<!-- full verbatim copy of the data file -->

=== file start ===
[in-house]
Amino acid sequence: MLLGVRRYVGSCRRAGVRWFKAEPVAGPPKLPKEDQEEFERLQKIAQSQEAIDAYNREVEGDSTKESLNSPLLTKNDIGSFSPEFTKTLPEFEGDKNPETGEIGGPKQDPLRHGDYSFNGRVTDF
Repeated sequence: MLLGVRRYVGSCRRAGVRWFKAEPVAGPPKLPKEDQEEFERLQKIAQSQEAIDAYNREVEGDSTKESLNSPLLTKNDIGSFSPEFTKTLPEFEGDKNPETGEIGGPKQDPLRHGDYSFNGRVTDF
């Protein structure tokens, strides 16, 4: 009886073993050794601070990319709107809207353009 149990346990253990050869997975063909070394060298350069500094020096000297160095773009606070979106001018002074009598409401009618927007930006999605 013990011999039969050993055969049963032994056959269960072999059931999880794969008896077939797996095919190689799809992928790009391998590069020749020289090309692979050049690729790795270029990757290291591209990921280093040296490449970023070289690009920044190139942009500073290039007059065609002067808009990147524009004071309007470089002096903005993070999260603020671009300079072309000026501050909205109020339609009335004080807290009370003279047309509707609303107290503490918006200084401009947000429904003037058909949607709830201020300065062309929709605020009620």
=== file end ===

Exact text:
[in-house]
Amino acid sequence: MLLGVRRYVGSCRRAGVRWFKAEPVAGPPKLPKEDQEEFERLQKIAQSQEAIDAYNREVEGDSTKESLNSPLLTKNDIGSFSPEFTKTLPEFEGDKNPETGEIGGPKQDPLRHGDYSFNGRVTDF
Repeated sequence: MLLGVRRYVGSCRRAGVRWFKAEPVAGPPKLPKEDQEEFERLQKIAQSQEAIDAYNREVEGDSTKESLNSPLLTKNDIGSFSPEFTKTLPEFEGDKNPETGEIGGPKQDPLRHGDYSFNGRVTDF
């Protein structure tokens, strides 16, 4: 009886073993050794601070990319709107809207353009 149990346990253990050869997975063909070394060298350069500094020096000297160095773009606070979106001018002074009598409401009618927007930006999605 013990011999039969050993055969049963032994056959269960072999059931999880794969008896077939797996095919190689799809992928790009391998590069020749020289090309692979050049690729790795270029990757290291591209990921280093040296490449970023070289690009920044190139942009500073290039007059065609002067808009990147524009004071309007470089002096903005993070999260603020671009300079072309000026501050909205109020339609009335004080807290009370003279047309509707609303107290503490918006200084401009947000429904003037058909949607709830201020300065062309929709605020009620």